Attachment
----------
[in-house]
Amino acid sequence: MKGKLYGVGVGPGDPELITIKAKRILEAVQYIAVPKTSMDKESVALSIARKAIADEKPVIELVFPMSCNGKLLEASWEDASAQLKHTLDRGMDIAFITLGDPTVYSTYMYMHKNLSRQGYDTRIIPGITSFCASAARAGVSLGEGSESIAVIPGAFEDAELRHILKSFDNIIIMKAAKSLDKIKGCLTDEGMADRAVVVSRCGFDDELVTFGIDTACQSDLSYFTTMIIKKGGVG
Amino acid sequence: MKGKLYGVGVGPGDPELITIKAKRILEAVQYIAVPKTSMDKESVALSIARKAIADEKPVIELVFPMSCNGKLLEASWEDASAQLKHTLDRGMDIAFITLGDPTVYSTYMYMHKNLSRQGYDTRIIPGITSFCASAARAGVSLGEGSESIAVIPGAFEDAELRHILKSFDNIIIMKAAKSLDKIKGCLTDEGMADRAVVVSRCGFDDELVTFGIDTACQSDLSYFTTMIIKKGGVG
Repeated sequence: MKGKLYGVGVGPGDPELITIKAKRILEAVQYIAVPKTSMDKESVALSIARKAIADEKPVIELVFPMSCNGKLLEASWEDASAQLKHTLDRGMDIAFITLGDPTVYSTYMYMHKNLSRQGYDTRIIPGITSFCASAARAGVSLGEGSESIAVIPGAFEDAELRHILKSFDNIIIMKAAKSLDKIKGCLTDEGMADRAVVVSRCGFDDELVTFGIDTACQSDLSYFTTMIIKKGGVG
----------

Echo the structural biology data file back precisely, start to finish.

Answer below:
[in-house]
Amino acid sequence: MKGKLYGVGVGPGDPELITIKAKRILEAVQYIAVPKTSMDKESVALSIARKAIADEKPVIELVFPMSCNGKLLEASWEDASAQLKHTLDRGMDIAFITLGDPTVYSTYMYMHKNLSRQGYDTRIIPGITSFCASAARAGVSLGEGSESIAVIPGAFEDAELRHILKSFDNIIIMKAAKSLDKIKGCLTDEGMADRAVVVSRCGFDDELVTFGIDTACQSDLSYFTTMIIKKGGVG
Amino acid sequence: MKGKLYGVGVGPGDPELITIKAKRILEAVQYIAVPKTSMDKESVALSIARKAIADEKPVIELVFPMSCNGKLLEASWEDASAQLKHTLDRGMDIAFITLGDPTVYSTYMYMHKNLSRQGYDTRIIPGITSFCASAARAGVSLGEGSESIAVIPGAFEDAELRHILKSFDNIIIMKAAKSLDKIKGCLTDEGMADRAVVVSRCGFDDELVTFGIDTACQSDLSYFTTMIIKKGGVG
Repeated sequence: MKGKLYGVGVGPGDPELITIKAKRILEAVQYIAVPKTSMDKESVALSIARKAIADEKPVIELVFPMSCNGKLLEASWEDASAQLKHTLDRGMDIAFITLGDPTVYSTYMYMHKNLSRQGYDTRIIPGITSFCASAARAGVSLGEGSESIAVIPGAFEDAELRHILKSFDNIIIMKAAKSLDKIKGCLTDEGMADRAVVVSRCGFDDELVTFGIDTACQSDLSYFTTMIIKKGGVG